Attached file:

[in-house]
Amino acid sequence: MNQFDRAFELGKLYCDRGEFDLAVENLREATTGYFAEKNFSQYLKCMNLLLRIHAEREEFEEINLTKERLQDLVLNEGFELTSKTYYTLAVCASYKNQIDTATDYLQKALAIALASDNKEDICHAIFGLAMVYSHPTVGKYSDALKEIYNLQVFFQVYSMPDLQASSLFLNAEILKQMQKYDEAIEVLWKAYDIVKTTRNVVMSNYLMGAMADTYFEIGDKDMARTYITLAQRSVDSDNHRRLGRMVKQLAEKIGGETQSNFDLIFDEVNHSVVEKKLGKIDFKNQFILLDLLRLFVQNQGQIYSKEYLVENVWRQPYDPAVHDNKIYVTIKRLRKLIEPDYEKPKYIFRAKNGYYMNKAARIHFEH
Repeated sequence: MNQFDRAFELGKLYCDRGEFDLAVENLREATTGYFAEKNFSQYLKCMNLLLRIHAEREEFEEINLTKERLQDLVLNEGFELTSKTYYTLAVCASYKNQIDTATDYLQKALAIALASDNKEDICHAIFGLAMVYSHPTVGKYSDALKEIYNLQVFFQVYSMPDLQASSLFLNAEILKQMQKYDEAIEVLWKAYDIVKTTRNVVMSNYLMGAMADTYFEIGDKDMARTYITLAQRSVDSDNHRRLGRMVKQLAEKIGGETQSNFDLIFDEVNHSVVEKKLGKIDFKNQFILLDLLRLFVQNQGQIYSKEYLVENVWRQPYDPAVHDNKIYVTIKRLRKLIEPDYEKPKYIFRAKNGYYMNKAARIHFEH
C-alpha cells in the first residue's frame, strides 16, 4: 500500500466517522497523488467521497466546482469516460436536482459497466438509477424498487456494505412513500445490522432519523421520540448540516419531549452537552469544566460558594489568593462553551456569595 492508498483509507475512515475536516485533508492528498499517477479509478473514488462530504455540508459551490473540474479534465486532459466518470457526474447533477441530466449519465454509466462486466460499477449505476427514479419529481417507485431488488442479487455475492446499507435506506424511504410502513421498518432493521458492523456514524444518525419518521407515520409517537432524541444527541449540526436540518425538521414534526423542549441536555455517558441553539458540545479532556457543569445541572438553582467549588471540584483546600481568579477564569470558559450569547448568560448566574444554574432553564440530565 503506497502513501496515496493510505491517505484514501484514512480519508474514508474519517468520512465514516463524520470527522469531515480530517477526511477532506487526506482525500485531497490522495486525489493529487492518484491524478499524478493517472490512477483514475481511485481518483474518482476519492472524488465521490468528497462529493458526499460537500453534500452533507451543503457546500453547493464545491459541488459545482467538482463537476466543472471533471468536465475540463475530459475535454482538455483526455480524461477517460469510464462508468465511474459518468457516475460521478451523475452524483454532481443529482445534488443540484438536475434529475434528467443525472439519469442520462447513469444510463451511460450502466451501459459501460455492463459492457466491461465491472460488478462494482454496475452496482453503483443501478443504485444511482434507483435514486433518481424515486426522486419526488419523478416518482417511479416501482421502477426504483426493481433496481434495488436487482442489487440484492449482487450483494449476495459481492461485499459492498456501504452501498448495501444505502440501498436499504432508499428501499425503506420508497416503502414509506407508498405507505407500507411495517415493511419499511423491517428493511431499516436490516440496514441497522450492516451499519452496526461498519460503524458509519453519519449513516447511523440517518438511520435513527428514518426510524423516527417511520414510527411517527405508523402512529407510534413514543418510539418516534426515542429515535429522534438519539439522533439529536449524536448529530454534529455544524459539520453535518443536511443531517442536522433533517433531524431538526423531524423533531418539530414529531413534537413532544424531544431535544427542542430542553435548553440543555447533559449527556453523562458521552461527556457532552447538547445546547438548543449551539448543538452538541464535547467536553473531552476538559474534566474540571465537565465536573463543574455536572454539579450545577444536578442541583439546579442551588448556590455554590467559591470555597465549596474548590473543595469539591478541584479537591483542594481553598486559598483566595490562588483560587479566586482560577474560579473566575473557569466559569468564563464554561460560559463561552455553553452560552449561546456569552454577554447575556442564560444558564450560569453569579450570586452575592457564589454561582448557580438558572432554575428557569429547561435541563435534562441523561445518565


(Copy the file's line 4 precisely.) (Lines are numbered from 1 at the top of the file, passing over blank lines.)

C-alpha cells in the first residue's frame, strides 16, 4: 500500500466517522497523488467521497466546482469516460436536482459497466438509477424498487456494505412513500445490522432519523421520540448540516419531549452537552469544566460558594489568593462553551456569595 492508498483509507475512515475536516485533508492528498499517477479509478473514488462530504455540508459551490473540474479534465486532459466518470457526474447533477441530466449519465454509466462486466460499477449505476427514479419529481417507485431488488442479487455475492446499507435506506424511504410502513421498518432493521458492523456514524444518525419518521407515520409517537432524541444527541449540526436540518425538521414534526423542549441536555455517558441553539458540545479532556457543569445541572438553582467549588471540584483546600481568579477564569470558559450569547448568560448566574444554574432553564440530565 503506497502513501496515496493510505491517505484514501484514512480519508474514508474519517468520512465514516463524520470527522469531515480530517477526511477532506487526506482525500485531497490522495486525489493529487492518484491524478499524478493517472490512477483514475481511485481518483474518482476519492472524488465521490468528497462529493458526499460537500453534500452533507451543503457546500453547493464545491459541488459545482467538482463537476466543472471533471468536465475540463475530459475535454482538455483526455480524461477517460469510464462508468465511474459518468457516475460521478451523475452524483454532481443529482445534488443540484438536475434529475434528467443525472439519469442520462447513469444510463451511460450502466451501459459501460455492463459492457466491461465491472460488478462494482454496475452496482453503483443501478443504485444511482434507483435514486433518481424515486426522486419526488419523478416518482417511479416501482421502477426504483426493481433496481434495488436487482442489487440484492449482487450483494449476495459481492461485499459492498456501504452501498448495501444505502440501498436499504432508499428501499425503506420508497416503502414509506407508498405507505407500507411495517415493511419499511423491517428493511431499516436490516440496514441497522450492516451499519452496526461498519460503524458509519453519519449513516447511523440517518438511520435513527428514518426510524423516527417511520414510527411517527405508523402512529407510534413514543418510539418516534426515542429515535429522534438519539439522533439529536449524536448529530454534529455544524459539520453535518443536511443531517442536522433533517433531524431538526423531524423533531418539530414529531413534537413532544424531544431535544427542542430542553435548553440543555447533559449527556453523562458521552461527556457532552447538547445546547438548543449551539448543538452538541464535547467536553473531552476538559474534566474540571465537565465536573463543574455536572454539579450545577444536578442541583439546579442551588448556590455554590467559591470555597465549596474548590473543595469539591478541584479537591483542594481553598486559598483566595490562588483560587479566586482560577474560579473566575473557569466559569468564563464554561460560559463561552455553553452560552449561546456569552454577554447575556442564560444558564450560569453569579450570586452575592457564589454561582448557580438558572432554575428557569429547561435541563435534562441523561445518565